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Non-Financial Data is Material: the Sustainability Paradox

Texaco Hill in the Flint Hills, Kansas. Photograph by Jim Richardson/National Geographic Stock
Texaco Hill in the Flint Hills, Kansas. Photograph by Jim Richardson/National Geographic Stock

By Eric Roston

You might think any corporate data that helps investors weigh the value of a company would be called "financial information," right? Not so. Welcome to the world of "non-financial information."

Five U.S. companies in 2011 expanded their financial disclosures -- information required of publicly traded companies -- to include data about environmental performance, employee and community relations, and corporate governance. Investors, nongovernmental organizations and even some governments are increasingly seeking this information as it relates to business risks and opportunities. Non-financial information, it turns out, can have a pretty big impact on financial performance.

So here's the paradox: If non-financial data, such as greenhouse gas emissions per dollar of revenue, is included in a financial report for investors, how can it still be called non-financial? Institutional investors and companies aren't yet making the leap to calling greenhouse gas emissions, percentage of female executives or other ESG metrics "financial." But they are increasingly considering them to be material.

Combining this so-called non-financial information with legally mandated disclosures is called integrated reporting, a practice that emerged from the widespread publication of corporate sustainability reports. It requires a deep knowledge of what's strategically important to a company.

A company might disclose data on any of dozens of metrics beyond conventional balance-sheet accounting, whether they are "integrated" or released in a separate format. Practitioners collectively refer sustainability reporting as ESG, for the three major categories of data -- environmental, social and corporate governance.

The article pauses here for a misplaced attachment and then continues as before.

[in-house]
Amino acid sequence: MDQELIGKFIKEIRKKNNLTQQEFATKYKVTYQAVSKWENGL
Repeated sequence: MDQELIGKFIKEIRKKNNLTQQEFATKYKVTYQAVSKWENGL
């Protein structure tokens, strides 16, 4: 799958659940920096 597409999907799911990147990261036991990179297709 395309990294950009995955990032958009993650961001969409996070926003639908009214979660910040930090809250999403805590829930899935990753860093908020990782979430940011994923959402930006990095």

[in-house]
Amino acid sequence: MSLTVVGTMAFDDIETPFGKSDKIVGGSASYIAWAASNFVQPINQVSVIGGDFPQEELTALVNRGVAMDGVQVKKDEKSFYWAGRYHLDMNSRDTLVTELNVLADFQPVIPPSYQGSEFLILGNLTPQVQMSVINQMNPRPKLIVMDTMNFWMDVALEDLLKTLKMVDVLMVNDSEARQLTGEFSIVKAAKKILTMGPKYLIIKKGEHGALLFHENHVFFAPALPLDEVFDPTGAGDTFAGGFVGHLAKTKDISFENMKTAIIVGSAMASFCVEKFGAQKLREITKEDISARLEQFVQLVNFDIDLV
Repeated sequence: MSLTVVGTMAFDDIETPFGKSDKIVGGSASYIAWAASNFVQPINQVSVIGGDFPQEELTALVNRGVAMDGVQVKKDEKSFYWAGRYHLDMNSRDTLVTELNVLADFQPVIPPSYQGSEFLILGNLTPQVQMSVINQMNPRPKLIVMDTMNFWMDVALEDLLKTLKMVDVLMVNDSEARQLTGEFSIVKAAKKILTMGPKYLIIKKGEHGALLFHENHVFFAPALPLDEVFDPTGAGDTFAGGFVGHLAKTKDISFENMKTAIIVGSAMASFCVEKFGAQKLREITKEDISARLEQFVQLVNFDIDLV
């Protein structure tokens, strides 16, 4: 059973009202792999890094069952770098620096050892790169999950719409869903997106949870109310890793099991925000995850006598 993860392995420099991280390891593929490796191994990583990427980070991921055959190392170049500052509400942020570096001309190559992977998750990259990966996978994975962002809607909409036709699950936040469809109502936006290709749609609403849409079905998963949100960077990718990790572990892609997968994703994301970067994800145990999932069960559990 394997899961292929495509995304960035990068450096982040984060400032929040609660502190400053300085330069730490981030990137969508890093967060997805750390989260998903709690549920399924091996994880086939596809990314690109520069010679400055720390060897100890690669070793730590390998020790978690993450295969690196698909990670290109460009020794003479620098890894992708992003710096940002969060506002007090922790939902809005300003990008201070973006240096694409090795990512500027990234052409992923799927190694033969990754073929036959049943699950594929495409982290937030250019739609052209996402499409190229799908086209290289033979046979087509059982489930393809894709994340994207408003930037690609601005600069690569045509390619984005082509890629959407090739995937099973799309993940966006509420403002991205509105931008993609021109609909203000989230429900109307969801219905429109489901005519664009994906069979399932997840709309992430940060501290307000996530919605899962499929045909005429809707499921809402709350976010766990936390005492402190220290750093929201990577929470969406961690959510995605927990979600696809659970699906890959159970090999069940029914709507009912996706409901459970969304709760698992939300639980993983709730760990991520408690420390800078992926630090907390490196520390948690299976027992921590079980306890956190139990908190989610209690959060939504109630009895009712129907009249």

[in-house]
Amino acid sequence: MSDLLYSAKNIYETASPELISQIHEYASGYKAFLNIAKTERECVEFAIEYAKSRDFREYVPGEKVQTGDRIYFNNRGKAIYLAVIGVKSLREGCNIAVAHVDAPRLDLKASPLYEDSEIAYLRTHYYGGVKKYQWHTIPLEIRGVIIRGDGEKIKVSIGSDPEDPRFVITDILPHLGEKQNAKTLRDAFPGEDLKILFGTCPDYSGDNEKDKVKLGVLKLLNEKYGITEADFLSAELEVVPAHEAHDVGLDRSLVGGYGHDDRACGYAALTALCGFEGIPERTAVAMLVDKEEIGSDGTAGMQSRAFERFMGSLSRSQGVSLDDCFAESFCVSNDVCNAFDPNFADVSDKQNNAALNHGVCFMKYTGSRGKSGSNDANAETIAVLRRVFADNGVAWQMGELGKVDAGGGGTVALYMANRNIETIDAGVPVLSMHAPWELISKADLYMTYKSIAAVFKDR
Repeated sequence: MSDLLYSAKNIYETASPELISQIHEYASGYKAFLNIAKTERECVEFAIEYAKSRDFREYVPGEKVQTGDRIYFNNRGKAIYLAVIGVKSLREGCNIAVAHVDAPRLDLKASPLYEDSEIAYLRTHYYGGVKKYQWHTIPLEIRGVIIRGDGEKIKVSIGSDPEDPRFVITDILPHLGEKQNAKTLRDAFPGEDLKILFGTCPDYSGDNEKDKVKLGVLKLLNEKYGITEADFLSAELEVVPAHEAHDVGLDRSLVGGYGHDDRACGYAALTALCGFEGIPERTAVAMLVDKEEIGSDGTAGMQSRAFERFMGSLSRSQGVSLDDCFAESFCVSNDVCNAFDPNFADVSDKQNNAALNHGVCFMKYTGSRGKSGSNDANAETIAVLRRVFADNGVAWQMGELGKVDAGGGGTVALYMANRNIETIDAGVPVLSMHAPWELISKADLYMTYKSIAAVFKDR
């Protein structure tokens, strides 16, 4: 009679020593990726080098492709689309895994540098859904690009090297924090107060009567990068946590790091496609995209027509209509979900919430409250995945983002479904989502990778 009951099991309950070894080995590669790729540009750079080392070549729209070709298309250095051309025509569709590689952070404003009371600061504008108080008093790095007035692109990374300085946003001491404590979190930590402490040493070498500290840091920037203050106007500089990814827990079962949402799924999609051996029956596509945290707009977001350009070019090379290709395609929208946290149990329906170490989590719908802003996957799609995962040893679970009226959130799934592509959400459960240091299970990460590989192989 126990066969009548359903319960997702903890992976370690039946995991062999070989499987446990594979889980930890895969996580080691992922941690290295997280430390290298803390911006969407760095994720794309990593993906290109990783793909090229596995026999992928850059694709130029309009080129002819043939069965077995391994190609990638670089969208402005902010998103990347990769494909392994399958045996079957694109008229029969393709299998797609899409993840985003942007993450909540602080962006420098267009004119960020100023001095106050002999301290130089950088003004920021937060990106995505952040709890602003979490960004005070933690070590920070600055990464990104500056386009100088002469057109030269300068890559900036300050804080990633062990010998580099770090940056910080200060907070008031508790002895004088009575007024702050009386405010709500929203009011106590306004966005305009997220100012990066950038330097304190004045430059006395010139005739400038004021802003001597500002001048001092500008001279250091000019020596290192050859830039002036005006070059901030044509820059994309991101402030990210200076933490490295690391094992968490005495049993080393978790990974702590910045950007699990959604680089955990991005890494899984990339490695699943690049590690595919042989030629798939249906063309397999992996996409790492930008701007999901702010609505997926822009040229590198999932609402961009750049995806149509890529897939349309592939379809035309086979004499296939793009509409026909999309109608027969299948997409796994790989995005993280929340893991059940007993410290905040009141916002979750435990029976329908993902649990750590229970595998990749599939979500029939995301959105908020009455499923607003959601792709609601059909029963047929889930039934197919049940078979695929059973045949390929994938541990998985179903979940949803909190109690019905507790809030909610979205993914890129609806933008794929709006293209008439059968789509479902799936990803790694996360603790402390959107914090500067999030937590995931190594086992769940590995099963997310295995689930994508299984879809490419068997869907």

The amount of non-financial information flying around the marketplace is overwhelming and growing. The main delivery mechanism is the corporate sustainability report, or the corporate responsibility report, or the citizenship report, environment report, corporate social responsibility report "or some title that fits," as Hank Boerner put it. Boerner is chairman of Governance & Accountability Institute, Inc. The group collects and analyzes companies' disclosures, and is the U.S. data partner for the Global Reporting Initiative (GRI), a widely used framework for producing sustainability reports.

Boerner's organization has completed its tally of U.S. sustainability reports for 2011 -- the conventional, feel-good variety, not necessarily integrated with balance sheets. The numbers themselves aren’t as significant as the jumbled snapshot they offer to investors -- who expect standardized disclosures that are generally comparable from company to company and industry to industry.

Companies and nonprofits in the U.S. issued 242 reports last year, 228 of which came from corporations or their U.S. subsidiaries. Thirty-one company reports were assured by an independent auditor.

GRI guidelines were followed by 186 companies, about 44 percent more than in 2010.

The five U.S. companies who combined traditional and sustainability data into one "integrated" report were Clorox, Northrup Grumman, SAS, Genentech and Polymer Group Inc.

Companies considering integrated reporting are determining what information is "material" to their business, according to a recent Deloitte report. The U.S. Securities and Exchange Commission said in 1999 that "a matter is 'material' if there is a substantial likelihood that a reasonable person would consider it important." This definition hasn't changed with the advent of sustainability disclosure and integrated reporting. The rest of the world has.

The Securities and Exchange Commission issued guidance to public companies in early 2010, clarifying the circumstances in which public companies should disclose information related to climate change. Apple is the most recent company to discover that global supply chains and intense public interest make worker conditions, even at far-flung factories, material.

Expectations that the U.S. would enact a greenhouse gas law motivated sustainability efforts until 2010, when legislation failed in the Senate. The drive hasn't diminished, but its impetus has changed. Global companies increasingly see sustainability strategy as a path to long-term profitability. "There is a macro trend here that will not change, and it has nothing to do with regulation," Kathy Nieland, U.S. Sustainable Business Solutions Leader at PwC, said today in a telephone interview. "It has to do with population growth, climate change and commodity and resource limitations."

Visit www.bloomberg.com/sustainability for the latest from Bloomberg News about energy, natural resources and global business.

-0- Apr/13/2012 22:54 GMT

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